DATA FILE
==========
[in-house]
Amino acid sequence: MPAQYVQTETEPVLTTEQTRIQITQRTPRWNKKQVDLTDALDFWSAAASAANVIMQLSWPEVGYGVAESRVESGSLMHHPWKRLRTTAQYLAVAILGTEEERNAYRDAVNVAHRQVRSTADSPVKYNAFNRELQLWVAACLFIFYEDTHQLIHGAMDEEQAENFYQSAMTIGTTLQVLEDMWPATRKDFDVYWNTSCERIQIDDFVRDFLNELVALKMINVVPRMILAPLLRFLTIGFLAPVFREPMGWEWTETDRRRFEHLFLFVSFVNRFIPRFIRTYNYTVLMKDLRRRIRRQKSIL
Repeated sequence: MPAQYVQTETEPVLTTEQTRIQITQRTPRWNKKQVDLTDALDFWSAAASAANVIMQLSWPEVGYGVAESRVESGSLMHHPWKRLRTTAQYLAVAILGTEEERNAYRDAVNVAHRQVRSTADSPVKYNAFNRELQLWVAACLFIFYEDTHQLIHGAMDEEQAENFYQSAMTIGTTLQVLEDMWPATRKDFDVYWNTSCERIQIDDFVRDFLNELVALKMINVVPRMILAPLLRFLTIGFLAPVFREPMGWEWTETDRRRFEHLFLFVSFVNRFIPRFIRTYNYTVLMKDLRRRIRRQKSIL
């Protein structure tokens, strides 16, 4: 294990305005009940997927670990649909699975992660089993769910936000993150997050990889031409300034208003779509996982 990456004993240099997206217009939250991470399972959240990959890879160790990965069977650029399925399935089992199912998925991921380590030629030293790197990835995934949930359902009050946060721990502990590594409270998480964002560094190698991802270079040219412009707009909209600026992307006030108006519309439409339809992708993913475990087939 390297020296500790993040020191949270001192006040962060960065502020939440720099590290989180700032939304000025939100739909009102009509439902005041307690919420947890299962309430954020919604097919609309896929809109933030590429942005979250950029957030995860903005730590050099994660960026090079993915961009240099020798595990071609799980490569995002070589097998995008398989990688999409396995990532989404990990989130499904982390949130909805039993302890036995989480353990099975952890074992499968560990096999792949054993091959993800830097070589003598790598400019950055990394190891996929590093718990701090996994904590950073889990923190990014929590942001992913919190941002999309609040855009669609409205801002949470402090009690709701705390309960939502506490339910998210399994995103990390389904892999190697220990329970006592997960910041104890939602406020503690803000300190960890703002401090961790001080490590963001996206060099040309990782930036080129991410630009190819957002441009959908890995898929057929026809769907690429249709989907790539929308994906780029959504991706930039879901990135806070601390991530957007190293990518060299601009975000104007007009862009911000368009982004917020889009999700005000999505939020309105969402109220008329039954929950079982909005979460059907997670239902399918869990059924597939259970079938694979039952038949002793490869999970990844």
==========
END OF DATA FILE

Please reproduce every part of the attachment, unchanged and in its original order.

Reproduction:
[in-house]
Amino acid sequence: MPAQYVQTETEPVLTTEQTRIQITQRTPRWNKKQVDLTDALDFWSAAASAANVIMQLSWPEVGYGVAESRVESGSLMHHPWKRLRTTAQYLAVAILGTEEERNAYRDAVNVAHRQVRSTADSPVKYNAFNRELQLWVAACLFIFYEDTHQLIHGAMDEEQAENFYQSAMTIGTTLQVLEDMWPATRKDFDVYWNTSCERIQIDDFVRDFLNELVALKMINVVPRMILAPLLRFLTIGFLAPVFREPMGWEWTETDRRRFEHLFLFVSFVNRFIPRFIRTYNYTVLMKDLRRRIRRQKSIL
Repeated sequence: MPAQYVQTETEPVLTTEQTRIQITQRTPRWNKKQVDLTDALDFWSAAASAANVIMQLSWPEVGYGVAESRVESGSLMHHPWKRLRTTAQYLAVAILGTEEERNAYRDAVNVAHRQVRSTADSPVKYNAFNRELQLWVAACLFIFYEDTHQLIHGAMDEEQAENFYQSAMTIGTTLQVLEDMWPATRKDFDVYWNTSCERIQIDDFVRDFLNELVALKMINVVPRMILAPLLRFLTIGFLAPVFREPMGWEWTETDRRRFEHLFLFVSFVNRFIPRFIRTYNYTVLMKDLRRRIRRQKSIL
């Protein structure tokens, strides 16, 4: 294990305005009940997927670990649909699975992660089993769910936000993150997050990889031409300034208003779509996982 990456004993240099997206217009939250991470399972959240990959890879160790990965069977650029399925399935089992199912998925991921380590030629030293790197990835995934949930359902009050946060721990502990590594409270998480964002560094190698991802270079040219412009707009909209600026992307006030108006519309439409339809992708993913475990087939 390297020296500790993040020191949270001192006040962060960065502020939440720099590290989180700032939304000025939100739909009102009509439902005041307690919420947890299962309430954020919604097919609309896929809109933030590429942005979250950029957030995860903005730590050099994660960026090079993915961009240099020798595990071609799980490569995002070589097998995008398989990688999409396995990532989404990990989130499904982390949130909805039993302890036995989480353990099975952890074992499968560990096999792949054993091959993800830097070589003598790598400019950055990394190891996929590093718990701090996994904590950073889990923190990014929590942001992913919190941002999309609040855009669609409205801002949470402090009690709701705390309960939502506490339910998210399994995103990390389904892999190697220990329970006592997960910041104890939602406020503690803000300190960890703002401090961790001080490590963001996206060099040309990782930036080129991410630009190819957002441009959908890995898929057929026809769907690429249709989907790539929308994906780029959504991706930039879901990135806070601390991530957007190293990518060299601009975000104007007009862009911000368009982004917020889009999700005000999505939020309105969402109220008329039954929950079982909005979460059907997670239902399918869990059924597939259970079938694979039952038949002793490869999970990844």